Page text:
believe I am unique and so my story is unique because of the painful experience and feelings that I had during the cutting. My hope is that my story and the stories of my other sisters will change our communities. I am looking forward to working with various organizations and individuals to see that our girls are free from FGM across the world. I will basically do my activism work till the end of my days, and advocate for supporting the mental health of FGC survivors across the world.

To learn more about Sahiyo Stories, read:

More about Severina:

17904081_1414046985328334_8283055367043356965_nSeverina Lemachokoti is an anti-FGM campaigner, a human rights defender and a gender activist from the Samburu community in Northern Kenya. Severina graduated from Wichita State University, Kansas State with a Master’s Degree in Liberal Studies, with focus on Community Psychology, Sociology and Women Studies. She was the Cultural Ambassador- Kenya, at Wichita State University and participated in various activities that fostered diversity and inclusion. She worked as a graduate research assistant in the Criminal Justice department and also worked at the graduate office as a receptionist. Severina is a professionally trained teacher and holds a bachelor’s degree in counseling psychology and a higher diploma in psychological counseling. As one of the survivors of FGM, Severina uses her own experience to educate young girls from Kenya and her community to say “NO” to FGM and other harmful cultural practices. She has helped in changing the lives of young girls and women in her community through mentorship programs in schools and churches. Severina worked as a program officer for the ANTI-FGM Board, a government body under the ministry of gender to implement the ANTI-FGM act of 2011 and the 2010 constitution of Kenya to protect the rights of young girls in Kenya. Severina is a member of various organizations in Kenya and Africa that defend the rights of young girls and has spoken in various conferences including the UN on the rights of young indigenous girls and women.

Why I co-hosted a Sahiyo ‘Thaal pe Charcha’ lunch in New York

By Alifya Sulemanji

I had been hearing about Thaal pe Charcha (TPC), an event organized by Sahiyo, on a regular basis in Bombay India and it seemed like a very interesting concept to me. I felt inspired to host one at my home and bring together New York Bohra women for such an event. I reached out to few friends and acquaintances who I thought would be interested in being a part of this inaugural Thaal Pe Charcha event in the United States, and who would feel comfortable opening up about their daily lives.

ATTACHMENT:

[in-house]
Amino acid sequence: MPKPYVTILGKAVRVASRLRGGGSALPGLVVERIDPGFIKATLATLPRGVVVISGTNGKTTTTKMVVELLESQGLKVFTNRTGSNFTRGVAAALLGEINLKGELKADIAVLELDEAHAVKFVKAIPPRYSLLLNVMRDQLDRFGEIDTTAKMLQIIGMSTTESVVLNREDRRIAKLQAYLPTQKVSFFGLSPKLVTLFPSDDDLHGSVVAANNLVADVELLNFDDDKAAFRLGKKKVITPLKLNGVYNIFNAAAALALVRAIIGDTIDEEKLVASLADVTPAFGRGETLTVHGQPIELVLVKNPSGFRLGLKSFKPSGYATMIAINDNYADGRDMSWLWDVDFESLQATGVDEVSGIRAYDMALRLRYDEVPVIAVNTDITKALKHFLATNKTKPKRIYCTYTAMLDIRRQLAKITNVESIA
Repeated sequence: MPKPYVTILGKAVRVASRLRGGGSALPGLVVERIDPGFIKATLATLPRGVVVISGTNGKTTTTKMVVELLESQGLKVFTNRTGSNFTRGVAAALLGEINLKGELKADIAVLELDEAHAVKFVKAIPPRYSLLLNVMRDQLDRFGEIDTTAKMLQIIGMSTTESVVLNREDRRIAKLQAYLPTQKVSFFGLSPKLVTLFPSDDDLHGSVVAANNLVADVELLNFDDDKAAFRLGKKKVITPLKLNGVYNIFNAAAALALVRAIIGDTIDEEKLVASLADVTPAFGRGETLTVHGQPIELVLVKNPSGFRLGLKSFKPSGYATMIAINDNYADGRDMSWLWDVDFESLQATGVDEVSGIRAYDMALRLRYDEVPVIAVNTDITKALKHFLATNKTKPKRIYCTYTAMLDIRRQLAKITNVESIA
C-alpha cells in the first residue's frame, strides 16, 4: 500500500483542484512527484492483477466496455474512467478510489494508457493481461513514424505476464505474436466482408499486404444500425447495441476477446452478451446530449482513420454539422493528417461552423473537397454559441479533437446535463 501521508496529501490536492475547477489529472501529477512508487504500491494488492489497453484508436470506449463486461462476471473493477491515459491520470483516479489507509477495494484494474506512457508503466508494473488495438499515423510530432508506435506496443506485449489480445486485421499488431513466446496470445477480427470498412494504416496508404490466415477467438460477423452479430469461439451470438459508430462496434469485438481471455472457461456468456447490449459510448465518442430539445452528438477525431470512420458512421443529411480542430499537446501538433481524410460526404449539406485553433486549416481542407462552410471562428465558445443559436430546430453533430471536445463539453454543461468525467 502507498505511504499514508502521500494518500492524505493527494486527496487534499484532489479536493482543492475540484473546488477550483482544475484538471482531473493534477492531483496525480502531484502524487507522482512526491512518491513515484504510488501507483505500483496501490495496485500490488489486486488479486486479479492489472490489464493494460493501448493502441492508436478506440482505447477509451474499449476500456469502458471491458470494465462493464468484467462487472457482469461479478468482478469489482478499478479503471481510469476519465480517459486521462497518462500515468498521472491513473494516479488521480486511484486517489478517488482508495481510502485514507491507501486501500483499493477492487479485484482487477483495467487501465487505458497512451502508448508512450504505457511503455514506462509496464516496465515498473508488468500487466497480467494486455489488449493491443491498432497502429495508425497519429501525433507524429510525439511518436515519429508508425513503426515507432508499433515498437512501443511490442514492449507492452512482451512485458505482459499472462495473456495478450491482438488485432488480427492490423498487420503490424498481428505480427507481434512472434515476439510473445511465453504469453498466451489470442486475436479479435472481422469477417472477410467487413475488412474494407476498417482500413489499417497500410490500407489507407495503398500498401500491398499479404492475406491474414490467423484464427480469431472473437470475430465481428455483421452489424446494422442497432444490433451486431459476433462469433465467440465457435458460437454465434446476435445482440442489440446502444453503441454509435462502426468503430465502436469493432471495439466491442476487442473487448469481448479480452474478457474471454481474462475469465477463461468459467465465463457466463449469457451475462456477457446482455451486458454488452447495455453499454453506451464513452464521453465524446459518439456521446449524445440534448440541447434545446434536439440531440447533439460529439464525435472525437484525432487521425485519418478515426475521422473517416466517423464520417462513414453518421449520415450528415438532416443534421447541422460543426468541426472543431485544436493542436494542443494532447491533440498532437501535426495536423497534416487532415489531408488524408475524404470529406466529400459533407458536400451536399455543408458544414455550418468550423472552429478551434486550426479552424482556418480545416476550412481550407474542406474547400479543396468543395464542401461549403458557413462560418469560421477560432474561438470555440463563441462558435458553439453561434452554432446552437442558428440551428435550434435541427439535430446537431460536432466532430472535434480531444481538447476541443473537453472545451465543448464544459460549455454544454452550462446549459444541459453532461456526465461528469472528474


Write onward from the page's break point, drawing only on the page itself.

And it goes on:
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Alifya Sulemanji alongside Sahiyo cofounder Mariya Taher at the inaugural TPC event in New York

One aspect about TPC that I found very vital is that the event is about creating a safe space where people can speak openly without fear of reprisal for their beliefs. I assured the women who attended that the TPC at my house would be a safe environment where we could speak openly about issues like Khatna (Female Genital Cutting), Iddat, and other topics that can negatively impact women in our community.

We all also agreed that there were some very good things about the Bohra community that we all appreciated, such as the feeling of community, the food, and the mannerisms also known as ‘Adab’ in Gujarati and ‘Tehzeeb’ in Urdu that helps guide our lives, such as food and eating etiquette, how we dress, how to be respectful, how to keep your house, cleanliness, and how you treat others. Yet, even with Adab, there certainly is a wide range of thought amongst the Bohra community regarding how strict certain rules and cultural activities must be, which at times can be oppressive as well.

After hosting this first TPC, a personal hope of mine is that the women and I will form strong relationships and trust with one another so together we can take action to change the parts in our community we find harmful.